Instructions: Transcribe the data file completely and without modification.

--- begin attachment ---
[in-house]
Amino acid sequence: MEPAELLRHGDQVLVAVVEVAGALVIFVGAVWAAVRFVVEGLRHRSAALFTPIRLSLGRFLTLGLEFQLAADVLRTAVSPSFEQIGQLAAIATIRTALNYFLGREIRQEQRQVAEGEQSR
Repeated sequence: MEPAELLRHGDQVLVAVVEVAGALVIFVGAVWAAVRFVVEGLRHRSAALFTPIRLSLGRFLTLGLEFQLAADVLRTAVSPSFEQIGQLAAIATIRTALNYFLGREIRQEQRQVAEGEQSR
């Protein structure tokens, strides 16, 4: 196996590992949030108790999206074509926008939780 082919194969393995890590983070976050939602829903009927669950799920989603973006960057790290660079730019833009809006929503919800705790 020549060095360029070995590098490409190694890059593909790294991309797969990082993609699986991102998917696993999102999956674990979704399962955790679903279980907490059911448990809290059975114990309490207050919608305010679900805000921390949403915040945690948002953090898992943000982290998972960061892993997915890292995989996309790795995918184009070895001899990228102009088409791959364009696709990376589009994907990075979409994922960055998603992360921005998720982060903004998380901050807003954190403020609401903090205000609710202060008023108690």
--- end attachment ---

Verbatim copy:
[in-house]
Amino acid sequence: MEPAELLRHGDQVLVAVVEVAGALVIFVGAVWAAVRFVVEGLRHRSAALFTPIRLSLGRFLTLGLEFQLAADVLRTAVSPSFEQIGQLAAIATIRTALNYFLGREIRQEQRQVAEGEQSR
Repeated sequence: MEPAELLRHGDQVLVAVVEVAGALVIFVGAVWAAVRFVVEGLRHRSAALFTPIRLSLGRFLTLGLEFQLAADVLRTAVSPSFEQIGQLAAIATIRTALNYFLGREIRQEQRQVAEGEQSR
């Protein structure tokens, strides 16, 4: 196996590992949030108790999206074509926008939780 082919194969393995890590983070976050939602829903009927669950799920989603973006960057790290660079730019833009809006929503919800705790 020549060095360029070995590098490409190694890059593909790294991309797969990082993609699986991102998917696993999102999956674990979704399962955790679903279980907490059911448990809290059975114990309490207050919608305010679900805000921390949403915040945690948002953090898992943000982290998972960061892993997915890292995989996309790795995918184009070895001899990228102009088409791959364009696709990376589009994907990075979409994922960055998603992360921005998720982060903004998380901050807003954190403020609401903090205000609710202060008023108690």